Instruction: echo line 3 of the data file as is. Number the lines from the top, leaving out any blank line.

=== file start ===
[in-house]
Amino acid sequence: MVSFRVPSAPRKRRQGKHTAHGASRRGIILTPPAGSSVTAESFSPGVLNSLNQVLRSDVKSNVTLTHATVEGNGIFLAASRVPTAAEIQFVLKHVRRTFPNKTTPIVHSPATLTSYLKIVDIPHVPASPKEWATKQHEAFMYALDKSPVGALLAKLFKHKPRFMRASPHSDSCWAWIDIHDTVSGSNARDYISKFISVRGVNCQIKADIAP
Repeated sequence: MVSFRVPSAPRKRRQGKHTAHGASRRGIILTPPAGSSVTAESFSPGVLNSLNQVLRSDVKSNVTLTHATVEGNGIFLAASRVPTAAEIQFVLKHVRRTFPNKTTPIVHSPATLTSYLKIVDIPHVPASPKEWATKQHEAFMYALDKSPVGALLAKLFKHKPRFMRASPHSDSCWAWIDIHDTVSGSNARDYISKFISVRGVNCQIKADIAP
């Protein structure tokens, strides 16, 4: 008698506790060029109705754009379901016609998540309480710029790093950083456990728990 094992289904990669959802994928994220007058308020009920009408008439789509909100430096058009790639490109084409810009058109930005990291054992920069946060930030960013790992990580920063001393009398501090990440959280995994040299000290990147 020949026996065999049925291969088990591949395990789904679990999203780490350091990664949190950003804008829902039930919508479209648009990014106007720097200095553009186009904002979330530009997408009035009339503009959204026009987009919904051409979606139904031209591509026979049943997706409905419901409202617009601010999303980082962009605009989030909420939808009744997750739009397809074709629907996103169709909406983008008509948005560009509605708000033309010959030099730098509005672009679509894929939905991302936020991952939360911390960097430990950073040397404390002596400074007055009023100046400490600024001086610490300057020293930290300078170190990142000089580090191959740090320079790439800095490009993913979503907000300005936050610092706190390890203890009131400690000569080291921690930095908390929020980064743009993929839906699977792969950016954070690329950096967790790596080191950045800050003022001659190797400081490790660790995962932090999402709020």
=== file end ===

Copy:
Repeated sequence: MVSFRVPSAPRKRRQGKHTAHGASRRGIILTPPAGSSVTAESFSPGVLNSLNQVLRSDVKSNVTLTHATVEGNGIFLAASRVPTAAEIQFVLKHVRRTFPNKTTPIVHSPATLTSYLKIVDIPHVPASPKEWATKQHEAFMYALDKSPVGALLAKLFKHKPRFMRASPHSDSCWAWIDIHDTVSGSNARDYISKFISVRGVNCQIKADIAP